Meltdown: Guy Garvey at the Royal Festival Hall
Guy Garvey said his aspirations for Meltdown was to make it feel like “a party where everyone’s invited”. As he strode onto stage, pint in one hand, audience in the other, it felt more like a best friend’s wedding than a packed concert hall. An atmosphere of joyful, inclusivity spread throughout the venue as the effortlessly affable frontman, windswept in voice and appearance, made a yeasty salute to a rapturous crowd.
What followed was an hour and a half full of brilliantly surreal anecdotes, poignant vocals and a bond between performer and spectator that felt personal and unique. The show’s production was understated, adding to its intimacy. A use of expressive lighting complemented the mood of each song perfectly, helping to characterise every moment of the performance, while avoiding the perils of overproduction. Drums, a variety of guitars and basses, a brass trio and mound of keyboards, in various stages of deterioration, were all positioned in an airy semi-circle around Garvey allowing maximum stage space for his roaming serenade. And roam he did. First across the sweeping stage before eventually dancing his way into the audience, sharing a hip thrust or two with any fan lucky enough to be found in his orbit of gyration.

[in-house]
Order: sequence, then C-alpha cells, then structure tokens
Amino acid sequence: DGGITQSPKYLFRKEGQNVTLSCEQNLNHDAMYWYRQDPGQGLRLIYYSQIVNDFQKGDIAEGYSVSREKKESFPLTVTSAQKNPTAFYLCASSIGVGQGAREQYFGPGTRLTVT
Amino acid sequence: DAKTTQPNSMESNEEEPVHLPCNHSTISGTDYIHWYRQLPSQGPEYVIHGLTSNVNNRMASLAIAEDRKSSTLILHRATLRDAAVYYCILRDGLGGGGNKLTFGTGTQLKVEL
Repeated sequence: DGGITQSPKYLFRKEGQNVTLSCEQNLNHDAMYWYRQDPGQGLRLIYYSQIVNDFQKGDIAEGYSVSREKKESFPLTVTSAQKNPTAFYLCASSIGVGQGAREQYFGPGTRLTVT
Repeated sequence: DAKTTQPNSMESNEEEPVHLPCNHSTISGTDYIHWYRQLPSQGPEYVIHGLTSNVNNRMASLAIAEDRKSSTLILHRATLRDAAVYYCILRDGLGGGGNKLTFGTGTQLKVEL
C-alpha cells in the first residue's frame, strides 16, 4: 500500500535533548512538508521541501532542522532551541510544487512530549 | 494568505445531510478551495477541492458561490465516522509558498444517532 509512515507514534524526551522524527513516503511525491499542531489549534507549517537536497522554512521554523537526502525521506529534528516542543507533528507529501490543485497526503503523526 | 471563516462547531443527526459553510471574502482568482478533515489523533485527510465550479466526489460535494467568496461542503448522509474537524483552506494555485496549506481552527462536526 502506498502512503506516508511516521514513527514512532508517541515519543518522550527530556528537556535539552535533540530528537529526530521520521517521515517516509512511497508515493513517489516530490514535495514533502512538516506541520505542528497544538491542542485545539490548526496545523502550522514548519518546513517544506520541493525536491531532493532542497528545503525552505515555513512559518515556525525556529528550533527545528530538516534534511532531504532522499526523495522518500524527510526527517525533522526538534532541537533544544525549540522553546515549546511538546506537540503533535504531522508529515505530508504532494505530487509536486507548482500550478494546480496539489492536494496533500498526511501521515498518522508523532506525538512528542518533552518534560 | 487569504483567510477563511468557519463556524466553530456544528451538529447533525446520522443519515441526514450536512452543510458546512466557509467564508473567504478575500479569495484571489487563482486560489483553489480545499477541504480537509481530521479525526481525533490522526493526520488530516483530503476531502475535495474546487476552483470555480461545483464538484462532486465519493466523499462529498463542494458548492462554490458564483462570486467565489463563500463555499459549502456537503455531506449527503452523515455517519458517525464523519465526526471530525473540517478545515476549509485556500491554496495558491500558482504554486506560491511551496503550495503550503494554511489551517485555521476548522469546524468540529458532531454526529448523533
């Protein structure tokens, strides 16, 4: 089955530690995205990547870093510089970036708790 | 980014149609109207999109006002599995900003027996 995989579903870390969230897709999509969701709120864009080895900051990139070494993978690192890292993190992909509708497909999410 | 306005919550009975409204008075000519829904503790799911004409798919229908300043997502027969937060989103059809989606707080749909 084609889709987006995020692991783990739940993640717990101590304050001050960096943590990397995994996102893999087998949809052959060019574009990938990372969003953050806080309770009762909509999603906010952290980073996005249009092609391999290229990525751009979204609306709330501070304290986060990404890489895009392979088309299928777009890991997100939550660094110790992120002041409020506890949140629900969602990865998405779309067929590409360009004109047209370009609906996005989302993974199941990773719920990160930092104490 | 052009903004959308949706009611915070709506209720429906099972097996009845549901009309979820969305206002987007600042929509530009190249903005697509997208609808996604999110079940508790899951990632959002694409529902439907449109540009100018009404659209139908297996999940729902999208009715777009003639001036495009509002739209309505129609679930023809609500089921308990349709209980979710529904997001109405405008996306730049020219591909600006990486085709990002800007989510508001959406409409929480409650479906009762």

The music for the most part suited the Royal Festival Hall, primarily featuring tracks from Garvey’s recent solo effort, Courting the Squall. Melodically, it echoed procession and strains of undulating saxophone made for a soothing, hypnotic opening. The following song presented a change in rhythm, via concussive jazz and a bouncing Garvey, dividing his time between singing and soloing on a one of the aforementioned keyboards.
Throughout the concert, the former Elbow singer and his band waxed lyrically about love, Manchester and everything in between. Pete Jobson, the bassist and deadpan storyteller extraordinaire, provided personal highlights to the show with his desert dry wit and anecdotal genius.
However, the evening was not without its faults. Infrequent shifts in tempo, tone and varying song styles made for stretches of one-note performance and dissipated energy, leaving the audience yearning for the next moment of onstage back and forth between Garvey and his band.
This energy was re-doubled again with the electrifying final anthem followed by an encore rife with tongue-in-cheek humor and soaring vocals. Despite a slight midpoint lull, the Mancunian singer-songwriter made good on his aspiration, delivering a riotous, soulful and endlessly entertaining fiesta of a performance.
Photo: Nick Bennett
Guy Garvey’s Meltdown is at Southbank Centre from 10th until 19th June 2016, for further information visit here.
Watch the video for Courting the Squall here:
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